Kinda ironic though: the folks who would insist that we must choose a religion are the same ones who will insist that atheism is a religion.

  • Sideshow Billybob

    I’m going to suggest a radical new outlook by starting a new religion! I’m calling it the Fucking religion. It goes like this: We adhere to the Golden Rule, because every time someone treats others like shit, we tell them “Fuck you” (think “bless you” but new and improved!) My acolytes will be called “assholes” and whenever these douchebags decide to play the “no freedom from religion” card, we get to say “okay, I’m going to be a Fucking Asshole and say Fuck you. Have a nice day!”

    I’m sure this is going to turn out well….

  • Mairianna

    Come, come, observer. They are too busy fighting the good fight for the rights of the unborn and forcing vaginal ultrasounds on women.


    That there is no freedom ‘from’ religion is a deeply cherished and often repeated conservative Christian canard. As an American you cannot be compelled to join, attend, or financially support any church. Article six of the constitution forbids religious tests for holding public office. This sure sounds like freedom from religion to me. Unfortunately, there are too many people who believe their freedom of religion includes a right to force their views on others.

  • Rich Wilson

    If you don’t think government needs protection from religion, then how would you feel about someone else’s religion being the one influencing government?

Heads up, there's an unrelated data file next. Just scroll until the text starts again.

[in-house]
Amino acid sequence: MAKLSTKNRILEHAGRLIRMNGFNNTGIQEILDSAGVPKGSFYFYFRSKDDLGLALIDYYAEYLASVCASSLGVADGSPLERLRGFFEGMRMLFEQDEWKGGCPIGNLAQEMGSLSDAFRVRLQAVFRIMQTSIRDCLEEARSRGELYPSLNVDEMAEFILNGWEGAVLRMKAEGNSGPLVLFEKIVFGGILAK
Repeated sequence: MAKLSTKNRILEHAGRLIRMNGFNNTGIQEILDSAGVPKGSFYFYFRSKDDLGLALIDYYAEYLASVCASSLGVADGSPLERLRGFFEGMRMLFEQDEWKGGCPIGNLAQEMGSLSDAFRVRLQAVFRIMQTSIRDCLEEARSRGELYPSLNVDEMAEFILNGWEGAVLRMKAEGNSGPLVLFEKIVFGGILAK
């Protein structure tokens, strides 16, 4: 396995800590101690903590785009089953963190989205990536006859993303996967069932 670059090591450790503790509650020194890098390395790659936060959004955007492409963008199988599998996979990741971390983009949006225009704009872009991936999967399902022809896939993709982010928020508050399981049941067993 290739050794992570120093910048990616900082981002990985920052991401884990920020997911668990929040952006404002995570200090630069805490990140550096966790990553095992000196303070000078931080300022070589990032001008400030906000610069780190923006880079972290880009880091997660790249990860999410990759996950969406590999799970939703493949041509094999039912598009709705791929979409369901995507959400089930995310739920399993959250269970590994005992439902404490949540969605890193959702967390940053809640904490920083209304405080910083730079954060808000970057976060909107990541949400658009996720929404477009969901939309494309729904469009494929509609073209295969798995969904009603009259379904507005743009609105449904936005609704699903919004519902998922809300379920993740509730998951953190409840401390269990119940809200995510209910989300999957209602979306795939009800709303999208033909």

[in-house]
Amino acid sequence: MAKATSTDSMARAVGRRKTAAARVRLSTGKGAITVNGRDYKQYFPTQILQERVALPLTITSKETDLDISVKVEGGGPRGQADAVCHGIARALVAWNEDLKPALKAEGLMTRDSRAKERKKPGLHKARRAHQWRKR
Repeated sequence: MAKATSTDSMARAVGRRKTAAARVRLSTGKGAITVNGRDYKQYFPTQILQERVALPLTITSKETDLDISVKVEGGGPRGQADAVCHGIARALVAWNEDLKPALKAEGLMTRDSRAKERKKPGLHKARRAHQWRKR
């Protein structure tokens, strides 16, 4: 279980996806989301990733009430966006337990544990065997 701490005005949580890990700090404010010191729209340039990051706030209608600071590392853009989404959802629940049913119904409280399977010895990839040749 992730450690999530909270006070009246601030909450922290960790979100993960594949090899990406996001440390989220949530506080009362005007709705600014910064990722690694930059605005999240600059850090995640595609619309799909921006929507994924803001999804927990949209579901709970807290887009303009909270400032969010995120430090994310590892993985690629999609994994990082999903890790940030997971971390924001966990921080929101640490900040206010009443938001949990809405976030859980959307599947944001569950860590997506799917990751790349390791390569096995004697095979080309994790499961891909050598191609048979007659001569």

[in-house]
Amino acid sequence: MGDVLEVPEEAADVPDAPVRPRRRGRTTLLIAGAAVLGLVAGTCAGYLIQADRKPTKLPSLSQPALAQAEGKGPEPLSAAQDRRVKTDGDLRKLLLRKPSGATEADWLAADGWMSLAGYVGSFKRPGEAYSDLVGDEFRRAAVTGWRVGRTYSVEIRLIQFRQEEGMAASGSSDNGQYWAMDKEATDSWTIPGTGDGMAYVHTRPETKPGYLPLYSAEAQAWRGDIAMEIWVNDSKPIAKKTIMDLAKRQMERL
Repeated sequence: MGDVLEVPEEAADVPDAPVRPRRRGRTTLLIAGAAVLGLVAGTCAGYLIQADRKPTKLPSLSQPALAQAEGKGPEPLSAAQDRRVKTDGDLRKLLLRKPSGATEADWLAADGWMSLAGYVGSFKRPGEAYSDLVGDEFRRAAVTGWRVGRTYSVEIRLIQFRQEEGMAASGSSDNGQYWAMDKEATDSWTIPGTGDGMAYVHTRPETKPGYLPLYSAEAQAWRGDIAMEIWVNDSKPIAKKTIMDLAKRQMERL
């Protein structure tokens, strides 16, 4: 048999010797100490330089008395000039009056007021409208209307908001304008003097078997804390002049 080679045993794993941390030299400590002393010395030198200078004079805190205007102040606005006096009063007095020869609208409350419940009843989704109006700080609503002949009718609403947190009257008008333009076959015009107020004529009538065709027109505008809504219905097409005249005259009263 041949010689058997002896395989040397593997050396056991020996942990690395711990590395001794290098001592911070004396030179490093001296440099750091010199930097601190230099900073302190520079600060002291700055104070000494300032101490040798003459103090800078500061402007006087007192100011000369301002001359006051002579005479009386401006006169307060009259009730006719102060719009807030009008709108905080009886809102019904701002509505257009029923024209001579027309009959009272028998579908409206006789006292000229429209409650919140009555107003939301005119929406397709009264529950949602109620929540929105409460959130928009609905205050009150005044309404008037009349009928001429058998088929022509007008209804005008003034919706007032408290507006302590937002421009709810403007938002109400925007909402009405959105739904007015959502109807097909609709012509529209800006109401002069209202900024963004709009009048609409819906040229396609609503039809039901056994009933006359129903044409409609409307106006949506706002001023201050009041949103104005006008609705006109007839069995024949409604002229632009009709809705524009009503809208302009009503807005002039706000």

Of course the real trick is getting them to actually envision a different religion- and usually the argument just shifts to we are/aren’t a Christian nation.

    I also recently answered the “We don’t have freedom from religion” with:

    Of course we don’t. Which is why I pass by many churches every day. And many people in my community openly wear symbols of their religion. And ask me to pray for various things as if filling out a petition to God. What we’re supposed to have have is freedom from government telling us to pray, to not pray, or how to pray. Or telling us anything else related to religious belief.

  • marecek

    Pretty good parody, but the impersonation of Perry’s voice wasn’t even close. Sounded more like Forrest Gump at times.

  • Ryan

    Unfortunately, state and local legislatures routinely flaunt legislative prayer law. It may not be a good sign that the Supreme Court granted certiorari for Greece either. Marsh was a pretty good case on legislative prayer, and I’m worried SCOTUS is going to ‘clarify’ Marsh in an unfortunate way.

  • Ryan

    I think the Supreme Court said it best: “[T]he individual freedom of conscience protected by the First Amendment embraces the right to select any religious faith or none at all.” Wallace v. Jaffree, 472 U.S. 38, 52 (1985).

  • Christian Kemp

    I guess one can only be hopeful that by looking at the Greece situation, that the Supreme Court uses it as a way to get rid of the Marsh ruling and not use it as clarification. After all the decision could go either way and the could ask to review any case again. Or am I misunderstanding the power SCOTUS has.